POL 385 C
Politics and Society in Latin America
Instructor: Mrs. Patricia Micolta
M W F, 10:10 - 11:00 AM
Dooly Memorial Classroom 102
Office Hours: 9:00-10:00AM & by Appointment.
Office: 312B Jenkins Building
This course studies the political and social transformations of Latin America—a geographical
area comprised of 20 countries and racially diverse population of about 550 million. Latin
America is a region that shares a common colonial legacy, legal system, language, culture, and
overall political patterns. The region has economic potential, but Latin America still suffers from
poverty, discrimination, economic inequality, authoritarian legacies, and weak democratic
regimes. Although historical legacies and common issues allow for a general examination of the
region, it is important to acknowledge that each country is different and that the region is also
very diverse. Globalization, economic and social change, and democratization are having an
impact on all countries to different degrees. Students of this course will get an appreciation of
historical legacies, societal actors, authoritarian institutions, democratic institutions, the region’s
economic trends, and contemporary debates currently taking place in the region.
The course will be divided in two parts. The first part examines the region’s history, political,
social, and economic institutions that allow for a general examination of the region. The second
part focuses on individual country cases, focusing on: Brazil, Argentina, Colombia, Venezuela,
Mexico, Cuba, and Guatemala.
Wiarda, H. J., & Kline, H. F. (2011). Latin American Politics and Development. Boulder, CO:
2. Blackboard (BB) Readings. Required readings are also available on Blackboard and they are
marked with a (BB) next to them throughout the syllabus. I reserve the right to assign additional
readings and or material. I will notify the class, in class and via Blackboard (BB), when new
assigned readings have been posted and you will be responsible for reading these materials as
they become available. Some of the readings will be in the “course documents” (CD) section of
BB and other will be in “External Links” (EL) section, so make sure you check!
3. On Fridays I will ask you about current events in Latin America. During the semester, I
*highly recommend* you keep up either with the Miami Herald’s coverage of the region. The
newspaper usually dedicates an entire page daily to events in the region. See The Miami Herald at
Or better yet, if you have a smart phone, download the Associated Press (AP) mobile
application and set it for World: Americas.
Other online general news sources:
New York Times
You are expected to attend all classes and complete all readings and written/oral assignments.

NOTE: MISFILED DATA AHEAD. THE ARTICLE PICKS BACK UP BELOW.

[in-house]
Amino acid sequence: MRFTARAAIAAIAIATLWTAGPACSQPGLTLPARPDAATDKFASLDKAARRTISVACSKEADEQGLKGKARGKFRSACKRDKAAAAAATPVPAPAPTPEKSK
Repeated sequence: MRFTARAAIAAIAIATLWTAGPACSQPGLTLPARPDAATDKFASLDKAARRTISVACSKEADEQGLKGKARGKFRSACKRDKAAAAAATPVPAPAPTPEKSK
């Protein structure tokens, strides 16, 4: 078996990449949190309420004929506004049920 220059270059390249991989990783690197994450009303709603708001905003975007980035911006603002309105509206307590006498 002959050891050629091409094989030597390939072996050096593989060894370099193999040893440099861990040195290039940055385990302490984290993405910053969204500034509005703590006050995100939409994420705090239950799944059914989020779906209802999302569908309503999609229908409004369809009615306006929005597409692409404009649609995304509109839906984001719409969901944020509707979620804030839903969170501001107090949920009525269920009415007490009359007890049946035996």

You will be graded on the following abilities:
Participation = 5% (Attendance= 20pts /Discussion= 20pts) = 40pts
Map Quiz = 5% = 20pts
Debate Presentation = 10% = 40pts
Paper = 25% = 100pts
Midterm = 25% = 100pts
Final= 30% = 100pts
Grading will be assigned on the following scale: A+ 98-100% A 94-97.99%, A- 90-93.99% B+
88-89.99%, B 84-87.99%, B- 80-83.99%, C+ 78-79.99%, C 74-77.99%, C- 70-73.99%, D+ 68-
69.99%, D 64-67.99%, D- 60-63.99%, F 59.99% or below.
Make up exams for the Midterm exam will be given only under documented circumstances, no
make up exams will be given for the final exam, and no incompletes will be given for this course.
If extra-credit assignments are given, points earned will be added to the total points calculated
before a percentage for the final grade is given. In other words, extra credit points will not be
added to a student’s final percentage grade. See me if you have any questions about how the final
grade is calculated!!!
Class Discussion: You should be prepared to discuss class material or current news topics dealing
with Latin American politics. The purpose of an inter-active lecture/discussion format is to share
knowledge so that we can learn. Please ask questions and raise issues because, everyone benefits
from the discussion. If you feel uncomfortable raising questions during class, see me after class. I
keep tabs of who raises questions and topics. Do not ask off topic questions just to earn
participation points, I will not give participation points for these types of questions. Hint: Doing
assignments and reading current news on Latin America will give you discussion points
throughout the semester.
Political science classes study and raise controversial issues. Be prepared to have lively debates,
but be respectful of other’s point of view. If you do not agree with someone’s ideas that is
perfectly fine, but do not attack them personally, and provide factual evidence for your